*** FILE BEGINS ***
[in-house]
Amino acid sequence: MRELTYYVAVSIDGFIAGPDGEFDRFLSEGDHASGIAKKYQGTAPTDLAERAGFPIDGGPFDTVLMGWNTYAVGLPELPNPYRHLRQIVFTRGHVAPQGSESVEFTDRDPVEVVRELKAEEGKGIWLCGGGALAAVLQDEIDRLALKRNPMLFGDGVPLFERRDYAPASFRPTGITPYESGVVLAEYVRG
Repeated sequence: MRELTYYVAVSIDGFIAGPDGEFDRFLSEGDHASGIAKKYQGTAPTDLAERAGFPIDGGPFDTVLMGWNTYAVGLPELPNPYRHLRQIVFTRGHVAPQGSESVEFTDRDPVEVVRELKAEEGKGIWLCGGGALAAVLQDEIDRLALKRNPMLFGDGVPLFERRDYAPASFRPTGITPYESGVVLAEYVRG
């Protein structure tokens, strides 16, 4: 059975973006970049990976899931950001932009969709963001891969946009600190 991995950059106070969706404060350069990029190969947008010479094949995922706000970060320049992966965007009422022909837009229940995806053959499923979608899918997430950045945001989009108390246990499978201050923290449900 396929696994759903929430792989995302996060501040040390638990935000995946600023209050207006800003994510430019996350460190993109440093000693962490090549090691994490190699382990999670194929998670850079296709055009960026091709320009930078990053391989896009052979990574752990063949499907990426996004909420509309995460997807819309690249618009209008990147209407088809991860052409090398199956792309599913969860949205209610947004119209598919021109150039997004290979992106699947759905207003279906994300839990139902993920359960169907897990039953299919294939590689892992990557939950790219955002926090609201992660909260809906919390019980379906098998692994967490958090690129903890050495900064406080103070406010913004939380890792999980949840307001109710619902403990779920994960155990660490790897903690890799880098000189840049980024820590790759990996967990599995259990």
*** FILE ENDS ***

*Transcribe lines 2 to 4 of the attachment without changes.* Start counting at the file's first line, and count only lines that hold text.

Amino acid sequence: MRELTYYVAVSIDGFIAGPDGEFDRFLSEGDHASGIAKKYQGTAPTDLAERAGFPIDGGPFDTVLMGWNTYAVGLPELPNPYRHLRQIVFTRGHVAPQGSESVEFTDRDPVEVVRELKAEEGKGIWLCGGGALAAVLQDEIDRLALKRNPMLFGDGVPLFERRDYAPASFRPTGITPYESGVVLAEYVRG
Repeated sequence: MRELTYYVAVSIDGFIAGPDGEFDRFLSEGDHASGIAKKYQGTAPTDLAERAGFPIDGGPFDTVLMGWNTYAVGLPELPNPYRHLRQIVFTRGHVAPQGSESVEFTDRDPVEVVRELKAEEGKGIWLCGGGALAAVLQDEIDRLALKRNPMLFGDGVPLFERRDYAPASFRPTGITPYESGVVLAEYVRG
């Protein structure tokens, strides 16, 4: 059975973006970049990976899931950001932009969709963001891969946009600190 991995950059106070969706404060350069990029190969947008010479094949995922706000970060320049992966965007009422022909837009229940995806053959499923979608899918997430950045945001989009108390246990499978201050923290449900 396929696994759903929430792989995302996060501040040390638990935000995946600023209050207006800003994510430019996350460190993109440093000693962490090549090691994490190699382990999670194929998670850079296709055009960026091709320009930078990053391989896009052979990574752990063949499907990426996004909420509309995460997807819309690249618009209008990147209407088809991860052409090398199956792309599913969860949205209610947004119209598919021109150039997004290979992106699947759905207003279906994300839990139902993920359960169907897990039953299919294939590689892992990557939950790219955002926090609201992660909260809906919390019980379906098998692994967490958090690129903890050495900064406080103070406010913004939380890792999980949840307001109710619902403990779920994960155990660490790897903690890799880098000189840049980024820590790759990996967990599995259990």